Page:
Tomorrow is the big day. Kindergarten begins and Isabella will sit in a classroom with 27 other students, learning and experiencing things that I’ll only know about from what she shares with me at the end of the day.
Sending my oldest child to school has stirred emotions in me that I didn’t anticipate. The sadness about her growing up, jealousy of the teacher who will get to watch her learn everyday, and fear of leaving her in an unknown place–these are things I was prepared for.
What I hadn’t expected was feeling nervous for me. I have no reservations about Isabella’s ability to be a good student, make friends, or even feel comfortable in a new place. When we went to the open house this past Sunday, she waltzed into the school, steps ahead of the rest of us, like she had been going there for years. She smiled and did an unprompted dance when I asked to take her picture. She’s going to love it.
Me? I’m feeling nervous and jittery over the whole thing. I remember driving back to school at the end of each summer to start a new semester of college. As soon as I would turn off onto the exit of my University, my stomach would tie up into knots. That’s how I feel right now.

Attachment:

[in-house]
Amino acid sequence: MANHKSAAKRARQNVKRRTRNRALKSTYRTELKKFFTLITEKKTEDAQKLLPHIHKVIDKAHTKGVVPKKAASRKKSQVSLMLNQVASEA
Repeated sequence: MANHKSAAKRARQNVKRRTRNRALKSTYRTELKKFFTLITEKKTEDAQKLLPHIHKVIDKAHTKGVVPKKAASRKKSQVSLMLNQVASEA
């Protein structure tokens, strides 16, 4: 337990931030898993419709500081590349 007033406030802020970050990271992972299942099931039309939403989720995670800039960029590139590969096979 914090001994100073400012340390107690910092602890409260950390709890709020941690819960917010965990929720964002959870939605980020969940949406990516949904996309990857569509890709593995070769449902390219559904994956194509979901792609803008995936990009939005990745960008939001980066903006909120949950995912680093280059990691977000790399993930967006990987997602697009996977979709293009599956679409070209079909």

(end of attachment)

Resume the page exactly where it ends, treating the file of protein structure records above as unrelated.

Will I make her late for school? What if I forget to have her do her homework? Will the teacher like me? Will I be sure to fill out all the forms, show up for parent-teacher conferences, and remember all the other important dates? How do I do this school-Mom thing??
Maybe I’m the only Mom that feels this way, maybe not. It’s one thing to be responsible for your own schoolwork, it’s another to know that you are helping your child to be responsible and accountable to another authority. I don’t want to let her down. And I want to help her to succeed.
I guess it’s the same way with our children and the Lord. We teach them about God. We strive to live out our faith before them in humility and zeal. We long to see them embrace the truth of the gospel and follow hard after Jesus.
At times I struggle with wondering if I’ve explained truths in a way my children can understand. Did they get the reason for Jesus’ sacrifice? Are they coming to know God and His character? Do they understand what it means to be pleasing to the Lord? How are they ever going to learn how to walk in the Spirit if I keep losing it over the slightest irritations?
We do our best to present them with the truth, but the Holy Spirit must draw, convict, and renew. The outcome of their faith is ultimately out of my control.
There are countless areas in the development of my children that are out of my control: abilities, hobbies, career, relationships, faith.
I don’t know if I’ll always remember to show up for meetings on time, I’m sure there will be days when we miss a homework assignment, and it’s possible she’ll be late for school now and then.
But, I’m going to strive to do my best. Just as in every other area, striving to teach and train, praying for wisdom and strength, seeking to live out every area of my life in a way that pleases the Lord, and in each area pointing my children to Jesus, entrusting them to the Lord over and over again.